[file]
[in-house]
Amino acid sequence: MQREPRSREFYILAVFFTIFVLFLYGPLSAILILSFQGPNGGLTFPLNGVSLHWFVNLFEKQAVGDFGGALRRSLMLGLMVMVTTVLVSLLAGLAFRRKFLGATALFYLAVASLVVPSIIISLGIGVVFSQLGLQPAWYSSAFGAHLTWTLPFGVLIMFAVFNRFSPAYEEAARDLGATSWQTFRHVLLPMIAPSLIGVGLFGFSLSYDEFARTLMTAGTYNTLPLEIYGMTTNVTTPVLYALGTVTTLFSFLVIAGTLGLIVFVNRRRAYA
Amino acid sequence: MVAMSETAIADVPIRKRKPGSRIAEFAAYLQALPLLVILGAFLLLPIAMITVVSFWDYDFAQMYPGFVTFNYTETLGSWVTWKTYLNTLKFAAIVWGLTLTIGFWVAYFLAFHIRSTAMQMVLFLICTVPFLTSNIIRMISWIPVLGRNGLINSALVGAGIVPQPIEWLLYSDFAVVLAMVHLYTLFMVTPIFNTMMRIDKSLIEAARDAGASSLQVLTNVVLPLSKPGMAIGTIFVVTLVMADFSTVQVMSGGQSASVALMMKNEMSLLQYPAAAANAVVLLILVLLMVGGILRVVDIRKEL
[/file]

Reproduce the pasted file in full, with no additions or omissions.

[in-house]
Amino acid sequence: MQREPRSREFYILAVFFTIFVLFLYGPLSAILILSFQGPNGGLTFPLNGVSLHWFVNLFEKQAVGDFGGALRRSLMLGLMVMVTTVLVSLLAGLAFRRKFLGATALFYLAVASLVVPSIIISLGIGVVFSQLGLQPAWYSSAFGAHLTWTLPFGVLIMFAVFNRFSPAYEEAARDLGATSWQTFRHVLLPMIAPSLIGVGLFGFSLSYDEFARTLMTAGTYNTLPLEIYGMTTNVTTPVLYALGTVTTLFSFLVIAGTLGLIVFVNRRRAYA
Amino acid sequence: MVAMSETAIADVPIRKRKPGSRIAEFAAYLQALPLLVILGAFLLLPIAMITVVSFWDYDFAQMYPGFVTFNYTETLGSWVTWKTYLNTLKFAAIVWGLTLTIGFWVAYFLAFHIRSTAMQMVLFLICTVPFLTSNIIRMISWIPVLGRNGLINSALVGAGIVPQPIEWLLYSDFAVVLAMVHLYTLFMVTPIFNTMMRIDKSLIEAARDAGASSLQVLTNVVLPLSKPGMAIGTIFVVTLVMADFSTVQVMSGGQSASVALMMKNEMSLLQYPAAAANAVVLLILVLLMVGGILRVVDIRKEL